Rape Crisis urges boycott of “dangerous” Fifty Shades


​Domestic abuse charity says Fifty Shades of Grey normalises violence against women

12th February 2015 by Robert Armour 2 Comments

Film-goers should boycott the film Fifty Shades of Grey and instead give the saved cash to women’s refuges and domestic abuse charities.  

Isabelle Kerr, manager of Rape Crisis Glasgow, said the film – and the book on which it is based - is nothing more than “stalking, sexual violence and intimate partner violence romanticised and eroticised.”

In her blog on the Rape Crisis Glasgow website, Kerr offers a withering analysis of the best-selling book and author, calling it “dangerous.”

The film, released in the UK this weekend, follows the relationship between college graduate Anastasia Steele, played by Dakota Johnson and Christian Grey, played by Jamie Dornan.

Kerr says: "Anastasia and Christian's relationship is not romantic. Christian is an abuser.”

Her fear is that the book and film have gone some way to normalising violent sexual behaviour – and that women are being encouraged to see this as acceptable.

The film has been the subject of massive hype and is expected to be a huge box office hit. 

Violence against women dressed up as erotica is dangerous

However, Kerr suggests film-goers follow the American 50 Dollars Not 50 Shades campaign where people are encouraged to donate the cash they’d spend on a night out at the movies to a domestic abuse charity instead.

"They're asking people (in America) to boycott the film and use the $50 you might have spent getting a babysitter, buying a ticket and getting snacks, and give it to a women's shelter,” she said.

"And I think that is really inspired. I would say maybe that's what we should be aiming for here, because the Women's Aid refuges, the Rape Crisis Centres, we're dealing with the other end of that - the physical and emotional fallout of something that is so glibly portrayed in the book and the film."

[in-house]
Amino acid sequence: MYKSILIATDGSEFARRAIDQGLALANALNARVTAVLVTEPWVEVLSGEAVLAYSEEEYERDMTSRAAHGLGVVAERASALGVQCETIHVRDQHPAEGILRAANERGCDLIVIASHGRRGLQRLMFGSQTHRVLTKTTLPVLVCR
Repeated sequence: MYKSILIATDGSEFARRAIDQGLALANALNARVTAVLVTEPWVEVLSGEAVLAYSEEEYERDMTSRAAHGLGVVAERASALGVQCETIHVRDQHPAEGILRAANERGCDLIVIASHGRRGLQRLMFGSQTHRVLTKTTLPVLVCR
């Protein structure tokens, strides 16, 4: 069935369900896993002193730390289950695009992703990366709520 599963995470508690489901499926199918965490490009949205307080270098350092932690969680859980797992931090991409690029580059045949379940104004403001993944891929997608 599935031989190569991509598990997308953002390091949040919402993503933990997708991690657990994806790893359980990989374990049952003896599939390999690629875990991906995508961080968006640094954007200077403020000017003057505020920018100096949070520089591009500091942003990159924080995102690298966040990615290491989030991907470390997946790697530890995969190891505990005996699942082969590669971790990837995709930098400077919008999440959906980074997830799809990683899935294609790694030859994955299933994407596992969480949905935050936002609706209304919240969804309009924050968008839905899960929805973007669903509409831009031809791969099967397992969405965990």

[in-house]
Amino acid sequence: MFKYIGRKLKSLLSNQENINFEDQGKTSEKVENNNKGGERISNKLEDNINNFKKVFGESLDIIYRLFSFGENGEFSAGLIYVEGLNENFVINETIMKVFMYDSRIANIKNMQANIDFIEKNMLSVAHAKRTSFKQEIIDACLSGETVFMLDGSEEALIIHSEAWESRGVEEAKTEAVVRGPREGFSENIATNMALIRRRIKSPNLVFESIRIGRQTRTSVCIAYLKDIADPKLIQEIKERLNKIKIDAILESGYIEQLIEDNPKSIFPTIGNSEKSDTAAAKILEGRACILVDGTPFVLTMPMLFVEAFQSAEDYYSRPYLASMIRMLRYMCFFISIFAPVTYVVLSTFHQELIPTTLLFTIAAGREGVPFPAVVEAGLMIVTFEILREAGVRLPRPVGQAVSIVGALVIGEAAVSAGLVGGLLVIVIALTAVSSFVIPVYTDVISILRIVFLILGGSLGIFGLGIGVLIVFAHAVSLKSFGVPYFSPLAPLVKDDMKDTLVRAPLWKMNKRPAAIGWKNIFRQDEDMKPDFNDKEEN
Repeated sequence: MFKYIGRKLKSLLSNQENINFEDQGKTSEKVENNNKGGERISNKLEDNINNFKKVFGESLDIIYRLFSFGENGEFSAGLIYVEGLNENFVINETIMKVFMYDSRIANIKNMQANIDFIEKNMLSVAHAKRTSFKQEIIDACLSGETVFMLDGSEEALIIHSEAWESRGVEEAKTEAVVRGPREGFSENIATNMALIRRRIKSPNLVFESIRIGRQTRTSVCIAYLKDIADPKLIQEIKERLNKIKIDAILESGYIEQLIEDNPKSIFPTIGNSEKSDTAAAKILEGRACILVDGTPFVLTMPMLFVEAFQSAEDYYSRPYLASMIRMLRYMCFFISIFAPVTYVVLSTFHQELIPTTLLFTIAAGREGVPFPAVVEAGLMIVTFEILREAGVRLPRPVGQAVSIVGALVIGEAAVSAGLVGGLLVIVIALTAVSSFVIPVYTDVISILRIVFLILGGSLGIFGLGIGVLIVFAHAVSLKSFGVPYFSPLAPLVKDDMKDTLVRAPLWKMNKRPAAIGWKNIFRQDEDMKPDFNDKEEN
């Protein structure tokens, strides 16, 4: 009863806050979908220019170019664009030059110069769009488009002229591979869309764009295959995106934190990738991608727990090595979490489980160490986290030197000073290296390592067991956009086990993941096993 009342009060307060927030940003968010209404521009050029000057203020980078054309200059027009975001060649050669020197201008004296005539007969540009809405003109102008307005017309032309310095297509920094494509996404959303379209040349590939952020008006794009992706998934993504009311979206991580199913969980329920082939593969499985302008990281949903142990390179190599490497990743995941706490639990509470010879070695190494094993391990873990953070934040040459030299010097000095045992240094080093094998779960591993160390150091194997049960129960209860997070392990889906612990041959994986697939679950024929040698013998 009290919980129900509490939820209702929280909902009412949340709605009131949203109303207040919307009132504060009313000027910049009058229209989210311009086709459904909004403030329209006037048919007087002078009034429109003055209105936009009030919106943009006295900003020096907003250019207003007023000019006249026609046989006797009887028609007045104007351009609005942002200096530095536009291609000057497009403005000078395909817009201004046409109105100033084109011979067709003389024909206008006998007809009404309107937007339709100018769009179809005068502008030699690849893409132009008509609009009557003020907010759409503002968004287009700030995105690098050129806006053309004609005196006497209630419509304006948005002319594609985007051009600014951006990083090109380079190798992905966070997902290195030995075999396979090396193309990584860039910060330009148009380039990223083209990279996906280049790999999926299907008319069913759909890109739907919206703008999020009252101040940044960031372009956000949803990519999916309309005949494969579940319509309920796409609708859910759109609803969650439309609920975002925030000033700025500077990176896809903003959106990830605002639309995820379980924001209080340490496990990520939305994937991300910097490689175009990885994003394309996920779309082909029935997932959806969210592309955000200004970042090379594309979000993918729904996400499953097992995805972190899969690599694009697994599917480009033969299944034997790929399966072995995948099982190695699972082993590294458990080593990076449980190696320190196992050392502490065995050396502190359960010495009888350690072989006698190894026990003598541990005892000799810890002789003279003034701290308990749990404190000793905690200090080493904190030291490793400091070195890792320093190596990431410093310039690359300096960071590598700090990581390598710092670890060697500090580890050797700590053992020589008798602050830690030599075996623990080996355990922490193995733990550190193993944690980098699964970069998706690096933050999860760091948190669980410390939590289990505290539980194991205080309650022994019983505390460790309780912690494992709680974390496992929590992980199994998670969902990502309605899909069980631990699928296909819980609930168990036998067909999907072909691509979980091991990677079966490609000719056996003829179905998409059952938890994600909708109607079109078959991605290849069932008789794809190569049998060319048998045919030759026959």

Responding to Kerr’s blog, Angie from Glasgow said: “Men have been breaking women and girls into compliance for too long and this garbage sets us back further and glorifies abusive attitudes towards us.

“I completely agree that violence against women dressed up as erotica is dangerous.”

And Ann from Lanarkshire adds: “It is really concerning when extreme violence and control are not recognised within this context.”

Campaign group Fifty Shades is Domestic Abuse is planning a protest at the film's London premiere tonight (12 February) and is also encouraging people to donate to charities for domestic abuse victims.

13th February 2015 by David

Don't have a clear view either way. I guess each to their own (within reason). But really like the idea of giving the money you would have used for the movie to the women's support charities. Good idea. Also, good idea to use the movie as a platform for wider issues and to ensure abusive behaviour is not normalised. Really though, the story is not even all that good? The protest will just make more folk actually go to see the movie don't you think?

20th February 2015 by helene

I thought the book and the film are good because it's an eye opener to how it is for abused women and I've had a ten year abusive controlling relationship which ended in me walking away but if I'd read this book before I'd met my x husband I'd have handled it totally different and never got involved It important to open people's eyes men and women